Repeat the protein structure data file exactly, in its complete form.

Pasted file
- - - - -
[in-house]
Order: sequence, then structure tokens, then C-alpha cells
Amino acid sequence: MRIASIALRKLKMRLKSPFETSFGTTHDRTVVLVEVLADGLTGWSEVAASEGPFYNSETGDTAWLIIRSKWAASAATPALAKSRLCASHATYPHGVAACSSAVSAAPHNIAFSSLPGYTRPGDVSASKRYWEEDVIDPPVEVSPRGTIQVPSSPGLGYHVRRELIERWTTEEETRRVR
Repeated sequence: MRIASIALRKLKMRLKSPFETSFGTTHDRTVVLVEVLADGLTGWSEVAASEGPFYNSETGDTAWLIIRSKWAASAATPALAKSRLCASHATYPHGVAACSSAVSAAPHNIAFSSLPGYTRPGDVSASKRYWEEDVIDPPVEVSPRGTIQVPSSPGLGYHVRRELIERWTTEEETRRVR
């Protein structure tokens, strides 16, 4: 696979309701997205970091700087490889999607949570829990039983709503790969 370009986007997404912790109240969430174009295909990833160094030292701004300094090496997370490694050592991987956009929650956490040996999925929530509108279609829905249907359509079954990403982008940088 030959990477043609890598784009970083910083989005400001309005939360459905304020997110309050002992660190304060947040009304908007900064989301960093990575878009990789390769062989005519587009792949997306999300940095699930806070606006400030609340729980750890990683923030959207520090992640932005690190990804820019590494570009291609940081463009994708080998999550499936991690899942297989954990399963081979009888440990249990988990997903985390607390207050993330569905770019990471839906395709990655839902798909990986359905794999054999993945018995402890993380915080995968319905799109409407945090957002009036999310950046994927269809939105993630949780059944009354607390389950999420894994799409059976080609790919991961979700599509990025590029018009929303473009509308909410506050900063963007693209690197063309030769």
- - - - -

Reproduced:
[in-house]
Order: sequence, then structure tokens, then C-alpha cells
Amino acid sequence: MRIASIALRKLKMRLKSPFETSFGTTHDRTVVLVEVLADGLTGWSEVAASEGPFYNSETGDTAWLIIRSKWAASAATPALAKSRLCASHATYPHGVAACSSAVSAAPHNIAFSSLPGYTRPGDVSASKRYWEEDVIDPPVEVSPRGTIQVPSSPGLGYHVRRELIERWTTEEETRRVR
Repeated sequence: MRIASIALRKLKMRLKSPFETSFGTTHDRTVVLVEVLADGLTGWSEVAASEGPFYNSETGDTAWLIIRSKWAASAATPALAKSRLCASHATYPHGVAACSSAVSAAPHNIAFSSLPGYTRPGDVSASKRYWEEDVIDPPVEVSPRGTIQVPSSPGLGYHVRRELIERWTTEEETRRVR
């Protein structure tokens, strides 16, 4: 696979309701997205970091700087490889999607949570829990039983709503790969 370009986007997404912790109240969430174009295909990833160094030292701004300094090496997370490694050592991987956009929650956490040996999925929530509108279609829905249907359509079954990403982008940088 030959990477043609890598784009970083910083989005400001309005939360459905304020997110309050002992660190304060947040009304908007900064989301960093990575878009990789390769062989005519587009792949997306999300940095699930806070606006400030609340729980750890990683923030959207520090992640932005690190990804820019590494570009291609940081463009994708080998999550499936991690899942297989954990399963081979009888440990249990988990997903985390607390207050993330569905770019990471839906395709990655839902798909990986359905794999054999993945018995402890993380915080995968319905799109409407945090957002009036999310950046994927269809939105993630949780059944009354607390389950999420894994799409059976080609790919991961979700599509990025590029018009929303473009509308909410506050900063963007693209690197063309030769």